This post is part of the Science Tuesday feature series on the USDA blog. Check back each week as we showcase stories and news from USDA’s rich science and research portfolio.
1935: It was the year when baseball legend Babe Ruth hung up his spikes, and New Deal programs like the Works Progress Administration and the Civilian Conservation Corps extended a helping hand to a nation devastated by the Dust Bowl and gripped by the Great Depression. Read more »
We here at USDA have been working on improving insurance coverage for America’s farmers and ranchers. In particular, we have been working hard to improve insurance coverage for dairy producers. In recent years, dairy farmers across the country faced a crisis and thousands considered bankruptcy. One of the ways in which USDA has taken action is by improving the Livestock Gross Margin for Dairy Cattle plan of insurance. Read more »
Farm owner Andy Dunham (wearing cap) explains his crop production system to John Whitaker, FSA Iowa State Executive Director
Recent estimates indicate only nine percent of family farm income comes from farming and fewer than half of our nation’s farmers and ranchers list farming as their primary occupation. Read more »
Julia Reyna was in need of assistance to repair her roof, replace the front and back doors, and replace falling sheetrock. She manages her bills with monthly income from Social Security, Supplemental Security Income and SNAP (food assistance) however this did not provide her with enough income to pay for additional expenses.
Julia is 67 years old and suffers from arthritis. The condition of her house allowed cold and rain to penetrate. During a visit to the USDA Rural Development office in Amarillo, Julia said that her roof had been severely damaged by hail, wind, and rainstorms that are prevalent in the Texas Panhandle. Due to the roof damage, there was extensive ceiling damage in the utility room and the bedrooms. The sheetrock had fallen from the ceiling in a number of places. Read more »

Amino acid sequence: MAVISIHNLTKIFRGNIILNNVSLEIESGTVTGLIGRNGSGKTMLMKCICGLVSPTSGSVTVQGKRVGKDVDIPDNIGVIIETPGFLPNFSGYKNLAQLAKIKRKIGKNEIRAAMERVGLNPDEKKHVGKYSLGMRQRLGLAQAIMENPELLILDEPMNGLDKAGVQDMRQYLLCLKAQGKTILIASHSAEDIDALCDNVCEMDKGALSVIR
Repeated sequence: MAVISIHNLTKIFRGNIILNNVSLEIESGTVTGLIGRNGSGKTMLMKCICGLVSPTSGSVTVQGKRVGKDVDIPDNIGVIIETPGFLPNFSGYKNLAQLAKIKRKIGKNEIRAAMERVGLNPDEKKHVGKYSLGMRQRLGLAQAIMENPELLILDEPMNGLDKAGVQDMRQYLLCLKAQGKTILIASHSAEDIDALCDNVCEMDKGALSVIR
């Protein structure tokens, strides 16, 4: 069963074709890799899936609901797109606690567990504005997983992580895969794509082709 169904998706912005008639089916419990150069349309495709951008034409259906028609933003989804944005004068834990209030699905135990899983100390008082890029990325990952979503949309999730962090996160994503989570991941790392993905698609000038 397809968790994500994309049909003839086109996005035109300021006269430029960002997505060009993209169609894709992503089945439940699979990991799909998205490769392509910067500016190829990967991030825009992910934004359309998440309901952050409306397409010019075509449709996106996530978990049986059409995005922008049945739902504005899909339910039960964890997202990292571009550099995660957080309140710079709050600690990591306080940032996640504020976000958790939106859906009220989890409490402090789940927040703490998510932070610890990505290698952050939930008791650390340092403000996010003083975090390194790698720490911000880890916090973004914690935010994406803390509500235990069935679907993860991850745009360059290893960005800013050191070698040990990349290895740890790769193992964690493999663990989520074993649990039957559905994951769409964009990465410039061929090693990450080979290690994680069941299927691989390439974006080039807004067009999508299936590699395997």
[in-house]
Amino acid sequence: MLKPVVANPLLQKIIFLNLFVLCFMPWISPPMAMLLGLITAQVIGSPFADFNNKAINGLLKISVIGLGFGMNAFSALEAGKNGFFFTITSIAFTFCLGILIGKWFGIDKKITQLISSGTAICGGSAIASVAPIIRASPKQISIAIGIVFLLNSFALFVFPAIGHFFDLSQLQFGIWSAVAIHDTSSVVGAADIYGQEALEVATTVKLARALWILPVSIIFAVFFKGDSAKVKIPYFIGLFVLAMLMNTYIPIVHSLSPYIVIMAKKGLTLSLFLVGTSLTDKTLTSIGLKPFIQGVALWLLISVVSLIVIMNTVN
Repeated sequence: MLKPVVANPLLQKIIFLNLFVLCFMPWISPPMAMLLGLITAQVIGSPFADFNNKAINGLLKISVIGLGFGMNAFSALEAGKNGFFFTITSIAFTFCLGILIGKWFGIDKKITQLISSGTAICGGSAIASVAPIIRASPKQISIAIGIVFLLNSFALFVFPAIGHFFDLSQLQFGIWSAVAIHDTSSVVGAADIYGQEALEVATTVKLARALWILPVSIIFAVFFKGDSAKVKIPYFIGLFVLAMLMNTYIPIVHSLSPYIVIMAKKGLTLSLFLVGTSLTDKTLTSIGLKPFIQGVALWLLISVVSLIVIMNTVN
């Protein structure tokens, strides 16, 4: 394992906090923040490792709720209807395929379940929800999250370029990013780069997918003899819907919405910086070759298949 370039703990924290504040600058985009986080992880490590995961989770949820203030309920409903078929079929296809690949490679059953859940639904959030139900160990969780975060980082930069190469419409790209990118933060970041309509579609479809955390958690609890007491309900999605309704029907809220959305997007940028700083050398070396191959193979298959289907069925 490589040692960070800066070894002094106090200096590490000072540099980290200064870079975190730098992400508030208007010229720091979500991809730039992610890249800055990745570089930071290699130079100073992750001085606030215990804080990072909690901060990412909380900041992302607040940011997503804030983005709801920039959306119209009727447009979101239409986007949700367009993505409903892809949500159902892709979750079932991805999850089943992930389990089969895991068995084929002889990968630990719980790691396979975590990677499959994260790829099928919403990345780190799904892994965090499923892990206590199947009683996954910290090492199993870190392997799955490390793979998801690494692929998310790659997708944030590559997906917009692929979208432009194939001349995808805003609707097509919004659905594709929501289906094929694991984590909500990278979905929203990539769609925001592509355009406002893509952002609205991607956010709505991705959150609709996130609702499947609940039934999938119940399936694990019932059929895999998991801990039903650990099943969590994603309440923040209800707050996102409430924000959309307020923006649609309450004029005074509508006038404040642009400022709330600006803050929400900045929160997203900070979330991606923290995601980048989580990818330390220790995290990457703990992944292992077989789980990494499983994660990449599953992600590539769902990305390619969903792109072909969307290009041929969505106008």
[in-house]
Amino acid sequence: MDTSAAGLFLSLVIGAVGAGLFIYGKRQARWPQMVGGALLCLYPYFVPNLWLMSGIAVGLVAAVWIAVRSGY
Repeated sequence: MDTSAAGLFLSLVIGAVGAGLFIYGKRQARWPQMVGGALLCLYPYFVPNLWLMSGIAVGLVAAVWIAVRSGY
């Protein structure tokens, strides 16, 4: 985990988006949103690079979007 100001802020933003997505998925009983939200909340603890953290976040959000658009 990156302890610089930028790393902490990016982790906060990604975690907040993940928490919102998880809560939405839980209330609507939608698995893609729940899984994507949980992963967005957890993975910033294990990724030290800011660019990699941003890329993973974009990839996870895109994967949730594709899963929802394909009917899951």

Good Morning America staff visited Chicago's Academy for Global Citizenship, a Gold of Distinction Healthier US School, as part of a segment that featured Secretary Vilsack who announced proposed rules for new meal patterns as recommended by IOM. The piece aired on Thursday, January 14th.
Yesterday, an ABC Good Morning America (GMA) crew visited the Academy for Global Citizenship in Chicago. Why was GMA at a small neighborhood school on the Second City’s southwest side on a frosty day in January? To help underscore the importance of Agriculture Secretary Vilsack’s recent announcement of proposed changes to school meal standards. Read more »
Cross-posted from the Let’s Move! Blog:
Ensuring our nation’s schoolchildren have the necessary nutrition to learn, grow, and thrive is commitment that we take very seriously at U. S. Department of Agriculture (USDA). On the heels of the historic passage of the Healthy Hunger-Free Kids Act of 2010, USDA has now released a proposed rule to enhance the quality of school meals by requiring more fruits, vegetables, whole grains and low-fat milk in our national school meals programs. In addition to these healthy offerings, schools will have new standards to limit the levels of saturated fat, sodium, calories, and trans fats in those same meals.
As children now eat as many as two meals a day at school, it’s clear that the school food environment plays a more vital role in their health and welfare. The science-based recommendations are, in fact, consistent with an Institute of Medicine report on improving the health of children. Read more »